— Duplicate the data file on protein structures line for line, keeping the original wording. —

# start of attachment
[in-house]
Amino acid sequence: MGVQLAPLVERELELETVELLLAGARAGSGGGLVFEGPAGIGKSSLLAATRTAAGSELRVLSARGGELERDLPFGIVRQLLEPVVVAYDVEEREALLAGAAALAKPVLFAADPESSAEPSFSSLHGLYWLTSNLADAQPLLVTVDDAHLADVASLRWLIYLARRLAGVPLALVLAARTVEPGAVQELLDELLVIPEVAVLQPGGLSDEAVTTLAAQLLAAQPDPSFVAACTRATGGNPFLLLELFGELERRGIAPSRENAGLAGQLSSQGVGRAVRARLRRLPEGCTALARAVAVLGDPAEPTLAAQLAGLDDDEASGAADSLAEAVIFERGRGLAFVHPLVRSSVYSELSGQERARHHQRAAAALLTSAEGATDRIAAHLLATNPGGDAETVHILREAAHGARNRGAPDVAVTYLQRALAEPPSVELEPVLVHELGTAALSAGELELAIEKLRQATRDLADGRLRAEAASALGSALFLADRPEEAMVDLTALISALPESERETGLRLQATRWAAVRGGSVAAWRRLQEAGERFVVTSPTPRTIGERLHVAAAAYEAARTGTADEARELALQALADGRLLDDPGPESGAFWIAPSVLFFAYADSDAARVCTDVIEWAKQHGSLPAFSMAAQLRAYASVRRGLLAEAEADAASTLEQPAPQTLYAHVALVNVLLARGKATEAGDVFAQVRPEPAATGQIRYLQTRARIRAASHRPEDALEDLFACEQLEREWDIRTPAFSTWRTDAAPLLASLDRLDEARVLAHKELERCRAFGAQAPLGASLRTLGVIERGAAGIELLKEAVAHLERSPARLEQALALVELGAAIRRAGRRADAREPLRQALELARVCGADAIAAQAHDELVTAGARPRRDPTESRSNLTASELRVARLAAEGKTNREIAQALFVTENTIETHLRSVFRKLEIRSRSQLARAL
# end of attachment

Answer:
[in-house]
Amino acid sequence: MGVQLAPLVERELELETVELLLAGARAGSGGGLVFEGPAGIGKSSLLAATRTAAGSELRVLSARGGELERDLPFGIVRQLLEPVVVAYDVEEREALLAGAAALAKPVLFAADPESSAEPSFSSLHGLYWLTSNLADAQPLLVTVDDAHLADVASLRWLIYLARRLAGVPLALVLAARTVEPGAVQELLDELLVIPEVAVLQPGGLSDEAVTTLAAQLLAAQPDPSFVAACTRATGGNPFLLLELFGELERRGIAPSRENAGLAGQLSSQGVGRAVRARLRRLPEGCTALARAVAVLGDPAEPTLAAQLAGLDDDEASGAADSLAEAVIFERGRGLAFVHPLVRSSVYSELSGQERARHHQRAAAALLTSAEGATDRIAAHLLATNPGGDAETVHILREAAHGARNRGAPDVAVTYLQRALAEPPSVELEPVLVHELGTAALSAGELELAIEKLRQATRDLADGRLRAEAASALGSALFLADRPEEAMVDLTALISALPESERETGLRLQATRWAAVRGGSVAAWRRLQEAGERFVVTSPTPRTIGERLHVAAAAYEAARTGTADEARELALQALADGRLLDDPGPESGAFWIAPSVLFFAYADSDAARVCTDVIEWAKQHGSLPAFSMAAQLRAYASVRRGLLAEAEADAASTLEQPAPQTLYAHVALVNVLLARGKATEAGDVFAQVRPEPAATGQIRYLQTRARIRAASHRPEDALEDLFACEQLEREWDIRTPAFSTWRTDAAPLLASLDRLDEARVLAHKELERCRAFGAQAPLGASLRTLGVIERGAAGIELLKEAVAHLERSPARLEQALALVELGAAIRRAGRRADAREPLRQALELARVCGADAIAAQAHDELVTAGARPRRDPTESRSNLTASELRVARLAAEGKTNREIAQALFVTENTIETHLRSVFRKLEIRSRSQLARAL